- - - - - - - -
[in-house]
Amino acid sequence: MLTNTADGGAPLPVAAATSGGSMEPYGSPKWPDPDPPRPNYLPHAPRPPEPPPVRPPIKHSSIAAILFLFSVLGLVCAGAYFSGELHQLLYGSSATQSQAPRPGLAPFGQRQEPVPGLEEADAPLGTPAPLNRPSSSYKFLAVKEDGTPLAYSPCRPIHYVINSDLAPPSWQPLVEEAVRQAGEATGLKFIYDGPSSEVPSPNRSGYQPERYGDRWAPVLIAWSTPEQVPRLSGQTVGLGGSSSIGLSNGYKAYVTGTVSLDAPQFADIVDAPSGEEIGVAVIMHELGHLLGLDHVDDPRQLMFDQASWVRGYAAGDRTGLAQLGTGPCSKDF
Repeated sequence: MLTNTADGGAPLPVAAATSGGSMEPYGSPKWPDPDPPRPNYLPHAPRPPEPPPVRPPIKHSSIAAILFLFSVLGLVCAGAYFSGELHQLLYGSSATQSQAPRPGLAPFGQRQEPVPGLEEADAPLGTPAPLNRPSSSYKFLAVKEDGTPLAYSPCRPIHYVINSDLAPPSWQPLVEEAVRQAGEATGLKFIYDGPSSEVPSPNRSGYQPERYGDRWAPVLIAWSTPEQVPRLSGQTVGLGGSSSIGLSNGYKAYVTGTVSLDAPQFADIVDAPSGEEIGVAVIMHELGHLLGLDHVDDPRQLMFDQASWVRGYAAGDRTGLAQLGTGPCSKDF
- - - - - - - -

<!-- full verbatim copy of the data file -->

[in-house]
Amino acid sequence: MLTNTADGGAPLPVAAATSGGSMEPYGSPKWPDPDPPRPNYLPHAPRPPEPPPVRPPIKHSSIAAILFLFSVLGLVCAGAYFSGELHQLLYGSSATQSQAPRPGLAPFGQRQEPVPGLEEADAPLGTPAPLNRPSSSYKFLAVKEDGTPLAYSPCRPIHYVINSDLAPPSWQPLVEEAVRQAGEATGLKFIYDGPSSEVPSPNRSGYQPERYGDRWAPVLIAWSTPEQVPRLSGQTVGLGGSSSIGLSNGYKAYVTGTVSLDAPQFADIVDAPSGEEIGVAVIMHELGHLLGLDHVDDPRQLMFDQASWVRGYAAGDRTGLAQLGTGPCSKDF
Repeated sequence: MLTNTADGGAPLPVAAATSGGSMEPYGSPKWPDPDPPRPNYLPHAPRPPEPPPVRPPIKHSSIAAILFLFSVLGLVCAGAYFSGELHQLLYGSSATQSQAPRPGLAPFGQRQEPVPGLEEADAPLGTPAPLNRPSSSYKFLAVKEDGTPLAYSPCRPIHYVINSDLAPPSWQPLVEEAVRQAGEATGLKFIYDGPSSEVPSPNRSGYQPERYGDRWAPVLIAWSTPEQVPRLSGQTVGLGGSSSIGLSNGYKAYVTGTVSLDAPQFADIVDAPSGEEIGVAVIMHELGHLLGLDHVDDPRQLMFDQASWVRGYAAGDRTGLAQLGTGPCSKDF